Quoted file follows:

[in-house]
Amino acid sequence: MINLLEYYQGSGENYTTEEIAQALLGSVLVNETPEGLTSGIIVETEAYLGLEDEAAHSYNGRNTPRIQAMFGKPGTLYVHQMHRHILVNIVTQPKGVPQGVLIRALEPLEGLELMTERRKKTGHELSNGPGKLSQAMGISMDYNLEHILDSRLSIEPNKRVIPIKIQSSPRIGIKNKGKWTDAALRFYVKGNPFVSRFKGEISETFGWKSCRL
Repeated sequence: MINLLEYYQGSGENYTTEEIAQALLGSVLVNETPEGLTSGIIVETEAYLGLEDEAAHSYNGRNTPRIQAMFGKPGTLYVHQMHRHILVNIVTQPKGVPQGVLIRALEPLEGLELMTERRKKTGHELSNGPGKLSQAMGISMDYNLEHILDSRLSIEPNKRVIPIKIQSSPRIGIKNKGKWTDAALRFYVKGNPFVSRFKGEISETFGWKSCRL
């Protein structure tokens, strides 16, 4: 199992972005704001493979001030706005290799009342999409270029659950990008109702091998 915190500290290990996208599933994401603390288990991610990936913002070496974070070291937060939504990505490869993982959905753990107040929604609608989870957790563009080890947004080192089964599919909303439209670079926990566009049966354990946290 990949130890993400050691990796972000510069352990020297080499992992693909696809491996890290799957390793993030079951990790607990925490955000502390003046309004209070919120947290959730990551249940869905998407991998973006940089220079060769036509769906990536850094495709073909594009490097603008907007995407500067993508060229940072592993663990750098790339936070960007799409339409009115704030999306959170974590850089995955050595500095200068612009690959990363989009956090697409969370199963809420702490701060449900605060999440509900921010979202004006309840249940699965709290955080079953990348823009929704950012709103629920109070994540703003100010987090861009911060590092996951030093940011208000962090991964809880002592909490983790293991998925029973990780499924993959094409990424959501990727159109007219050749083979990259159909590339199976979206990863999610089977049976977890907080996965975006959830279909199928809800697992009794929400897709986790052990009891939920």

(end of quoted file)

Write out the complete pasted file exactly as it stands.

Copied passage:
[in-house]
Amino acid sequence: MINLLEYYQGSGENYTTEEIAQALLGSVLVNETPEGLTSGIIVETEAYLGLEDEAAHSYNGRNTPRIQAMFGKPGTLYVHQMHRHILVNIVTQPKGVPQGVLIRALEPLEGLELMTERRKKTGHELSNGPGKLSQAMGISMDYNLEHILDSRLSIEPNKRVIPIKIQSSPRIGIKNKGKWTDAALRFYVKGNPFVSRFKGEISETFGWKSCRL
Repeated sequence: MINLLEYYQGSGENYTTEEIAQALLGSVLVNETPEGLTSGIIVETEAYLGLEDEAAHSYNGRNTPRIQAMFGKPGTLYVHQMHRHILVNIVTQPKGVPQGVLIRALEPLEGLELMTERRKKTGHELSNGPGKLSQAMGISMDYNLEHILDSRLSIEPNKRVIPIKIQSSPRIGIKNKGKWTDAALRFYVKGNPFVSRFKGEISETFGWKSCRL
């Protein structure tokens, strides 16, 4: 199992972005704001493979001030706005290799009342999409270029659950990008109702091998 915190500290290990996208599933994401603390288990991610990936913002070496974070070291937060939504990505490869993982959905753990107040929604609608989870957790563009080890947004080192089964599919909303439209670079926990566009049966354990946290 990949130890993400050691990796972000510069352990020297080499992992693909696809491996890290799957390793993030079951990790607990925490955000502390003046309004209070919120947290959730990551249940869905998407991998973006940089220079060769036509769906990536850094495709073909594009490097603008907007995407500067993508060229940072592993663990750098790339936070960007799409339409009115704030999306959170974590850089995955050595500095200068612009690959990363989009956090697409969370199963809420702490701060449900605060999440509900921010979202004006309840249940699965709290955080079953990348823009929704950012709103629920109070994540703003100010987090861009911060590092996951030093940011208000962090991964809880002592909490983790293991998925029973990780499924993959094409990424959501990727159109007219050749083979990259159909590339199976979206990863999610089977049976977890907080996965975006959830279909199928809800697992009794929400897709986790052990009891939920």